Hearing this gave new meaning to the hours and days I spent in that attic, bent over, breathing through my P100 rated respirator and sweating in my Tyvek suit, scooping loose vermiculite into bags and hoping all the knob and tube wiring wouldn’t electrocute me. It was terrifying work–have I done it right? Is my mask fitting properly today? Will I be able to bag it all in time to take it to the landfill? Do I have all the proper forms? Then, my nose itches and there’s nothing I can do about it. Light-headed from hunger but unwilling to change all my clothes just for a snack, I continue scooping loose mineral fill into plastic bags. Speaking to my subcontractor gave meaning to all of this: if he and his men, heedless of the risks, take off their masks half way through the day, they are safer for those hours I spent in the humid dark. 

And if my sub and his workers do not always wear their masks, heedless of the risks, it is in part because of this problem of visibility–what can we see or understand about the hidden workings of asbestos particles? Like Muriel Rukeyser, who struggled in her documentary poetry to bring the discourses of science, statistics, and public health into the language of her work, public health outreach faces the problem of making immediate what is distant and abstract: the dangers we cannot understand face off daily against the discomforts we feel all to immediately.  In the following passage, silica dust is visible everywhere, even as the danger the dust poses–its legibility in a legal, political, and medical sense–is subject to litigation:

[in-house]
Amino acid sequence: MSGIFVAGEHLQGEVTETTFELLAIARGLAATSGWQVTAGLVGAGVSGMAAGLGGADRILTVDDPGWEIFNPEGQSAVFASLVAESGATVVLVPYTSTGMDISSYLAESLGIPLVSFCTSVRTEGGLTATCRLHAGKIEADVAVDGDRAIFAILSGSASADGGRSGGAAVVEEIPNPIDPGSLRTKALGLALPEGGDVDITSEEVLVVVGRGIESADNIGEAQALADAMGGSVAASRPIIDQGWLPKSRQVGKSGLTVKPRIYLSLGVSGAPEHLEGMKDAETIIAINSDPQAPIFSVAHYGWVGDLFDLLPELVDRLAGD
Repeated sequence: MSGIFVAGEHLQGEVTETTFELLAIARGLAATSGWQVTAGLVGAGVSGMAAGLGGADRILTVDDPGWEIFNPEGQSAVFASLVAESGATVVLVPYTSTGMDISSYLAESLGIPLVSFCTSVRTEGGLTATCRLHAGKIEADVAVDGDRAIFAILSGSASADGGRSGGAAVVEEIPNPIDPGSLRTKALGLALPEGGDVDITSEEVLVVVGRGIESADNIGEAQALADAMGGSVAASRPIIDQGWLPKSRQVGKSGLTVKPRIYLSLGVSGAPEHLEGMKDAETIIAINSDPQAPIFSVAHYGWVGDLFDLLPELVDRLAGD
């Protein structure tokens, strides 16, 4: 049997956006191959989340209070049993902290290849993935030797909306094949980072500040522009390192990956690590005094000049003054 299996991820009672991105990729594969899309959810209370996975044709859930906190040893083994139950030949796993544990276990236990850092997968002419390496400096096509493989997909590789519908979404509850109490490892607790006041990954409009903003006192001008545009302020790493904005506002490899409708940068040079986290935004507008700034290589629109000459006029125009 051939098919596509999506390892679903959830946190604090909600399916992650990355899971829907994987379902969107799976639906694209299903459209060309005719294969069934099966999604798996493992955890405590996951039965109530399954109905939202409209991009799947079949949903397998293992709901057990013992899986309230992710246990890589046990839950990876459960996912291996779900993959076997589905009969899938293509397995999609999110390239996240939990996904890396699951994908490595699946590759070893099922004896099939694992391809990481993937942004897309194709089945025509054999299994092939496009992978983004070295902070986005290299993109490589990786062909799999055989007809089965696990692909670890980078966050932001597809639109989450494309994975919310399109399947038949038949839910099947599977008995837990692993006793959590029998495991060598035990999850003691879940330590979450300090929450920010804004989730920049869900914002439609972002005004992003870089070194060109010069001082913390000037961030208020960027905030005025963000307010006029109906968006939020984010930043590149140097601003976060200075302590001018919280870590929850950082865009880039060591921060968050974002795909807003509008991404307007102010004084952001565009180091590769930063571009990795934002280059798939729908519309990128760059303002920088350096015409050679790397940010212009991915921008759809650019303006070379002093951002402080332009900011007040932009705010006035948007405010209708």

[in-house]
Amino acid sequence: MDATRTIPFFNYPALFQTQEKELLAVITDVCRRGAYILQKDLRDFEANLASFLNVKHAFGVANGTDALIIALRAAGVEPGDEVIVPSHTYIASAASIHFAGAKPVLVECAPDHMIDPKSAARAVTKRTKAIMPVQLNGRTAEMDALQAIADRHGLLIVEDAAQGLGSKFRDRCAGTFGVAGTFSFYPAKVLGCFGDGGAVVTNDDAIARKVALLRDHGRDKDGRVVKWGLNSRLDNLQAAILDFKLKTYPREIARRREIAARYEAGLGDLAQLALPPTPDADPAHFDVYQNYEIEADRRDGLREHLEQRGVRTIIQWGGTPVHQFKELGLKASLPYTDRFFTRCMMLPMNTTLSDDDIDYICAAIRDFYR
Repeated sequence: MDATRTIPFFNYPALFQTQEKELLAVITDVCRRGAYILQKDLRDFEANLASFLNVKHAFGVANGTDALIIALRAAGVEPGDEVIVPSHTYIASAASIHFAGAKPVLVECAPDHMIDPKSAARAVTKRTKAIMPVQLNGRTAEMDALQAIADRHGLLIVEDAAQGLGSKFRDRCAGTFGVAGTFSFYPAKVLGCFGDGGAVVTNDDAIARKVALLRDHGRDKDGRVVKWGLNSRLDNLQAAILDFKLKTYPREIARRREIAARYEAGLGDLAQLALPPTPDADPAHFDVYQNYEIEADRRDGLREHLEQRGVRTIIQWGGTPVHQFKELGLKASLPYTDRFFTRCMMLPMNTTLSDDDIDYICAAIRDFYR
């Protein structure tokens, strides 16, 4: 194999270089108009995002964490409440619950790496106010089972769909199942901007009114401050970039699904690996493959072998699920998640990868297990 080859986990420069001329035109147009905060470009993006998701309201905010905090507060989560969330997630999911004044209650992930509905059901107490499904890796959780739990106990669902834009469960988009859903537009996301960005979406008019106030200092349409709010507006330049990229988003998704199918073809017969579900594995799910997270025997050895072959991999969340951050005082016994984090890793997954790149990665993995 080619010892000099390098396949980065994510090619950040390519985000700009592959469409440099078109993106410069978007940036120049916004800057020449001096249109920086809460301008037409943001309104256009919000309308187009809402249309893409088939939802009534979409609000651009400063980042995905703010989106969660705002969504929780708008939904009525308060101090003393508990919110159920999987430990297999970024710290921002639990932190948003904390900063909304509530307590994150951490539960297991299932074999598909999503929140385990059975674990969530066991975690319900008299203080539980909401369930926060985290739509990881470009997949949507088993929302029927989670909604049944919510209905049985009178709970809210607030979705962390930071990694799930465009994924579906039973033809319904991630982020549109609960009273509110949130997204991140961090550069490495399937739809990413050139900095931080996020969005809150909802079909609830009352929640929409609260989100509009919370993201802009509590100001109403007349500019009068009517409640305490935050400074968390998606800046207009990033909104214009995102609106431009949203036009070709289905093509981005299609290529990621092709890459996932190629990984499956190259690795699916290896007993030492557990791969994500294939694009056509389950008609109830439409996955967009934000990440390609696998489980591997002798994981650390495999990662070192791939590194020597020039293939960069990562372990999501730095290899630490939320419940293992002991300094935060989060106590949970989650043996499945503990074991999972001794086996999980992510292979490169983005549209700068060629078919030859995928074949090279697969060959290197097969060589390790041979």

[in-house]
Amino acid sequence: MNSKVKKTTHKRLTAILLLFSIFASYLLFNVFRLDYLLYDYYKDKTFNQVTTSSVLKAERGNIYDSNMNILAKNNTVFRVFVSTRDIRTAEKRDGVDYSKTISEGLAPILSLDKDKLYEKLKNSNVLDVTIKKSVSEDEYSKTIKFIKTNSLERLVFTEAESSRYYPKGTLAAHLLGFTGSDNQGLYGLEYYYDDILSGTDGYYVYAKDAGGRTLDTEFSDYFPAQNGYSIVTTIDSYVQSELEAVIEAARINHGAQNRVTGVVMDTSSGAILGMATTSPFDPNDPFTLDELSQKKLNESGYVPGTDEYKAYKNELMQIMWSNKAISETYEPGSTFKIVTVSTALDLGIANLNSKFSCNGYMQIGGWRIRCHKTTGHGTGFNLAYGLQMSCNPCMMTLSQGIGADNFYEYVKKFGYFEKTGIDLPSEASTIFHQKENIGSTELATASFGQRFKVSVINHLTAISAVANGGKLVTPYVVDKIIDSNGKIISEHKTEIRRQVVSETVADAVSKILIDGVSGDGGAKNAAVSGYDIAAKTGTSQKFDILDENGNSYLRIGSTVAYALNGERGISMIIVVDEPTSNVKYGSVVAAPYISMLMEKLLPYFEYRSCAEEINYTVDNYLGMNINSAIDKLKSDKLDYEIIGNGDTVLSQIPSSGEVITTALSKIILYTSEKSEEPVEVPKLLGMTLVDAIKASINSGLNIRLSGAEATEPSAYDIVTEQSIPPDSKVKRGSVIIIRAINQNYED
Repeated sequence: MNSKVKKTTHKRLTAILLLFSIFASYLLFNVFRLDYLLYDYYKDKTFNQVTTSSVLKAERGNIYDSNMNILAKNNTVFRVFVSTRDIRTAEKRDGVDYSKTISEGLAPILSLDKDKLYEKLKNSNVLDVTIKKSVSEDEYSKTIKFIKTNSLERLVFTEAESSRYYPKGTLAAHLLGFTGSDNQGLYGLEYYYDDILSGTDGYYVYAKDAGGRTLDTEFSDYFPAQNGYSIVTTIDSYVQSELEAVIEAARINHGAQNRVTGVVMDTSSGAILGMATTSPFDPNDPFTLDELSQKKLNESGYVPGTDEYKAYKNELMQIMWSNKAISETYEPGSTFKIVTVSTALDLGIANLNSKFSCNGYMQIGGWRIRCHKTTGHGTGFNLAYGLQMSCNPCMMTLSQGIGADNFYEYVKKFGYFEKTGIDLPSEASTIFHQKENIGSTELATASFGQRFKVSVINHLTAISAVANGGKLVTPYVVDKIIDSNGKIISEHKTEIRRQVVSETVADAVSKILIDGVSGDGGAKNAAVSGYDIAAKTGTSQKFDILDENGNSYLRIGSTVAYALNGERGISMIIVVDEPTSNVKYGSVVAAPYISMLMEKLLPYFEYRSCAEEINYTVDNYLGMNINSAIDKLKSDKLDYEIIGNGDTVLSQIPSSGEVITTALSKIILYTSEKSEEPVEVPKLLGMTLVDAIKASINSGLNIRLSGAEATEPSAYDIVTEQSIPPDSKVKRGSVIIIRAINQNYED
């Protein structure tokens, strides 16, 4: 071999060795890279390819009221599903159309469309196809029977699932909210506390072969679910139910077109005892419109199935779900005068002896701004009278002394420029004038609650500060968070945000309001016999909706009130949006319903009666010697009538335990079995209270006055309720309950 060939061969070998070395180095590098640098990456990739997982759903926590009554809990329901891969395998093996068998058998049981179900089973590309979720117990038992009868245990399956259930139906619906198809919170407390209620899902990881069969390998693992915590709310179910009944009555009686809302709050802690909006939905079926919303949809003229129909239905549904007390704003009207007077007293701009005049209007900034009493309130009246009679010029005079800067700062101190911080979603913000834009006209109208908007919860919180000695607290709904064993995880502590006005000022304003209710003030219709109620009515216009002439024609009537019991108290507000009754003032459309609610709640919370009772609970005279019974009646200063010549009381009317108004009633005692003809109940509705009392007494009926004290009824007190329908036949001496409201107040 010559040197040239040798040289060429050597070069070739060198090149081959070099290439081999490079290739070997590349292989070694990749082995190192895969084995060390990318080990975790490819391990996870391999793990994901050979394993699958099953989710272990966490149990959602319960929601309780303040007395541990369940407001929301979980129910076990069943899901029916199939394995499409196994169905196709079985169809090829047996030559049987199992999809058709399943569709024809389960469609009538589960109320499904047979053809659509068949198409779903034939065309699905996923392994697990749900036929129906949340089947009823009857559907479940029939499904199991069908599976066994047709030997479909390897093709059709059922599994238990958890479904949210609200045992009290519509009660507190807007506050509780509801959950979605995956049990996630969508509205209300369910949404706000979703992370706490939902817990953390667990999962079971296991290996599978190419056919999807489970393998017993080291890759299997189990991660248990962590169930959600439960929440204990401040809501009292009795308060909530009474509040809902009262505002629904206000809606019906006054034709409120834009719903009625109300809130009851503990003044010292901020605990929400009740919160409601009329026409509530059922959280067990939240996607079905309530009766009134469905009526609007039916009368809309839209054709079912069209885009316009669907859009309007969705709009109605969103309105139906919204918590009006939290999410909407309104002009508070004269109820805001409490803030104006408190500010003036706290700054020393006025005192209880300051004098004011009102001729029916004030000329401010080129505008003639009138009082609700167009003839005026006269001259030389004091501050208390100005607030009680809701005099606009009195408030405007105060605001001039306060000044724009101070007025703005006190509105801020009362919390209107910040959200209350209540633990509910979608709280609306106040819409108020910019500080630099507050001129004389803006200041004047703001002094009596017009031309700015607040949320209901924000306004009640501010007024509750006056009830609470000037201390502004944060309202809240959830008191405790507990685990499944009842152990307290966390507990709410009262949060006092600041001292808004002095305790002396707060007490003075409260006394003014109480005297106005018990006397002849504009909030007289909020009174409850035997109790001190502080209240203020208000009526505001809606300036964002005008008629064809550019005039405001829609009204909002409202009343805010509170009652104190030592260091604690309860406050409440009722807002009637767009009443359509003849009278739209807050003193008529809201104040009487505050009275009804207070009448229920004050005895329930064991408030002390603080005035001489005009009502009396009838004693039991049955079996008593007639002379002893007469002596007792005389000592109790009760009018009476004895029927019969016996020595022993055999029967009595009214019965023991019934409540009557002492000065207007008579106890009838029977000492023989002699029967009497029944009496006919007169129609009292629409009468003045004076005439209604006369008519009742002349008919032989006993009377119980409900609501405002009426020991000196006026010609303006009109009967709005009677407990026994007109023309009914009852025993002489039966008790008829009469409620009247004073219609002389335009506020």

The water they would bring had dust in it, our drinking water,
the camps and their groves were colored with the dust,
we cleaned our clothes in the groves, but we always had the dust.
Looked like somebody sprinkled flour all over the parks and groves,
it stayed and the rain couldn’t wash it away and it twinkled